Table 1 of that paper has some mean values for accretion rates and SMBH masses, which show the general trend is the same as for those two specific cases: you'll have wait at least several tens of millions of years to see a measurable increase in the SMBH mass.

The same paper also has some galactic ("stellar-mass") accreting black hole measurements for X-ray binaries. Although the BH masses are much smaller (some less than $10 M_{\odot}$), so are the accretion rates. The lowest-mass BH (GX 339-4, about $6 M_{\odot}$) has an accretion rate of about $3 \times 10^{-9} M_{\odot}$ per year, so you'd need about 20 million years to see a 1% increase in mass. (I suspect the uncertainty in the BH mass is probably at least 10%, so you're more likely to need several hundred million years.)

[1] Partly because they're the kind of black holes I study, so I know more about the data.

[2] The Milky Way's own SMBH (Sgr A*) has a mass-measurement of $4.152 \pm 0.014 \times 10^{6} M_{\odot}$, which is an uncertainty of $\sim 0.3$%, but its current accretion rate (Daly 2021) is $\sim 6 \times 10^{-7} M_{\odot}$ per year, so you'd have to wait about ten billion years....

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  • $\begingroup$ Thank you for this comprehensive answer! It's very helpful to see some key example systems with their masses and accretion rates. I suspected that it would be hopeless to measure the gain in mass directly. Especially with Sgr A*!!! The sun might die before we see its mass change appreciably ;D $\endgroup$ Jul 16 at 13:24
  • $\begingroup$ So, before accepting your answer, I have one follow-up question: are there indirect methods by which to detect a change in mass? For example, in principle, can X-ray emission from accretion onto a compact body effect surrounding stars in a way that can be used to infer a change in mass, i.e., the luminosity changes by $x$, which would imply that the mass of the BH changed by $y$? OR is that also not feasible since the change in luminosity would be essentially undetectable on human timeframe? $\endgroup$ Jul 16 at 13:25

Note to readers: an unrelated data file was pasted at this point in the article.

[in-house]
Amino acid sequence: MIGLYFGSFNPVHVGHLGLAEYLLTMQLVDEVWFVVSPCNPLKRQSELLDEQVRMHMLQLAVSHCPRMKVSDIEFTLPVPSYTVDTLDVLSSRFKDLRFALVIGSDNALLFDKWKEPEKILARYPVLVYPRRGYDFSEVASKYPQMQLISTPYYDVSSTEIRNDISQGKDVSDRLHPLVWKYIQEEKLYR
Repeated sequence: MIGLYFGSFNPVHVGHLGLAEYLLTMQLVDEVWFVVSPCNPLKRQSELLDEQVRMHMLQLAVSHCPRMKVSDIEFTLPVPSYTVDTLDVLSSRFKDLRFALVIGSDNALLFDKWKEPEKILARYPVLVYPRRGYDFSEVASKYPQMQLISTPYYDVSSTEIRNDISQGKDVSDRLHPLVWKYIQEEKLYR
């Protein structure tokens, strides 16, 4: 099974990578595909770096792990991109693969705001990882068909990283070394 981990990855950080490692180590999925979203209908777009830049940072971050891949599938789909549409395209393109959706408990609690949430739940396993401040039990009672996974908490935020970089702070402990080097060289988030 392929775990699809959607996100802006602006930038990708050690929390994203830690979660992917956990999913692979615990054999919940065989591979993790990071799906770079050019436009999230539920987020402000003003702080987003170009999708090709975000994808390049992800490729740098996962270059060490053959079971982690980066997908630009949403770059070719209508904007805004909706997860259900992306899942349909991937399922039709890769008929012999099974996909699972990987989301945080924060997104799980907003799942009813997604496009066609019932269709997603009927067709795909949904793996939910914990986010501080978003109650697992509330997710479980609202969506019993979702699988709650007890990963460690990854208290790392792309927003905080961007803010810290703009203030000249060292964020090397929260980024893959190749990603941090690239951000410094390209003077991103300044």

• $\begingroup$ @DaddyKropotkin I strongly suspect that wouldn't work, not just because (as you suggest) the change in luminosity would be too slow, but also because it would be dependent on so many other things (especially the accretion rate itself, instabilities in the accretion disk, etc.). $\endgroup$ Jul 16 at 13:30
  • $\begingroup$ If you look at Table 3 of the Daly (2021) paper, you can see all sorts of fluctuations in the accretion rate (which is based on the accretion luminosity) for the X-ray binaries -- e.g., variations of an order of magnitude or more. So it would be worse than measuring the mass dynamically, where you don't have to worry about the secondary star (or maser emission spots or whatever) jumping around on short time scales. $\endgroup$ Jul 16 at 13:35
  • $\begingroup$ Whilst I agree that precision is a problem, I think your assessments may be too pessimistic. Can you explain what governs the uncertainties in the mass measurement. If it were because the distance to the BH is uncertain for example, then this wouldn't play any role in determining how precisely you could detect a change in the BH mass. $\endgroup$
    – ProfRob
    Jul 17 at 6:58